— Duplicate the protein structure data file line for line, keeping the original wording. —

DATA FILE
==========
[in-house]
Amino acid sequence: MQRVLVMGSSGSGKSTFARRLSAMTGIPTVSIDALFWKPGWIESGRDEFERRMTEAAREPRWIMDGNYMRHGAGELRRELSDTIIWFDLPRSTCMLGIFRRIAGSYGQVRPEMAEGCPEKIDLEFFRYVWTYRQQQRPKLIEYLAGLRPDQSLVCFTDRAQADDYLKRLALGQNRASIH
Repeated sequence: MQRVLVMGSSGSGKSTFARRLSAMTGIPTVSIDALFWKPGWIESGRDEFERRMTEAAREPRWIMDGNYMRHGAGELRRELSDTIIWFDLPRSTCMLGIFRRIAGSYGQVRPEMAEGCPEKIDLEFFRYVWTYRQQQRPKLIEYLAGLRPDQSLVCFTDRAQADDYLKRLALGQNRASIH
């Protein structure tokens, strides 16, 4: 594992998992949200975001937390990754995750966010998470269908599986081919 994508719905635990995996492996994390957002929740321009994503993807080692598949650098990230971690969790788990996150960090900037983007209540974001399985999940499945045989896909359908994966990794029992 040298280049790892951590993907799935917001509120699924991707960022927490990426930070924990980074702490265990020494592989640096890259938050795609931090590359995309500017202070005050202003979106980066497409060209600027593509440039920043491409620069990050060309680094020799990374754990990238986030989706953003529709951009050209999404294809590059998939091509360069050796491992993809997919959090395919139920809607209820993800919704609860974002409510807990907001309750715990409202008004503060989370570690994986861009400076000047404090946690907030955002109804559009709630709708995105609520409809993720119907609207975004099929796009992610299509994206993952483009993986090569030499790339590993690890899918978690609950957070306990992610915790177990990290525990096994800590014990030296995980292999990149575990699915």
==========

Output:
[in-house]
Amino acid sequence: MQRVLVMGSSGSGKSTFARRLSAMTGIPTVSIDALFWKPGWIESGRDEFERRMTEAAREPRWIMDGNYMRHGAGELRRELSDTIIWFDLPRSTCMLGIFRRIAGSYGQVRPEMAEGCPEKIDLEFFRYVWTYRQQQRPKLIEYLAGLRPDQSLVCFTDRAQADDYLKRLALGQNRASIH
Repeated sequence: MQRVLVMGSSGSGKSTFARRLSAMTGIPTVSIDALFWKPGWIESGRDEFERRMTEAAREPRWIMDGNYMRHGAGELRRELSDTIIWFDLPRSTCMLGIFRRIAGSYGQVRPEMAEGCPEKIDLEFFRYVWTYRQQQRPKLIEYLAGLRPDQSLVCFTDRAQADDYLKRLALGQNRASIH
């Protein structure tokens, strides 16, 4: 594992998992949200975001937390990754995750966010998470269908599986081919 994508719905635990995996492996994390957002929740321009994503993807080692598949650098990230971690969790788990996150960090900037983007209540974001399985999940499945045989896909359908994966990794029992 040298280049790892951590993907799935917001509120699924991707960022927490990426930070924990980074702490265990020494592989640096890259938050795609931090590359995309500017202070005050202003979106980066497409060209600027593509440039920043491409620069990050060309680094020799990374754990990238986030989706953003529709951009050209999404294809590059998939091509360069050796491992993809997919959090395919139920809607209820993800919704609860974002409510807990907001309750715990409202008004503060989370570690994986861009400076000047404090946690907030955002109804559009709630709708995105609520409809993720119907609207975004099929796009992610299509994206993952483009993986090569030499790339590993690890899918978690609950957070306990992610915790177990990290525990096994800590014990030296995980292999990149575990699915």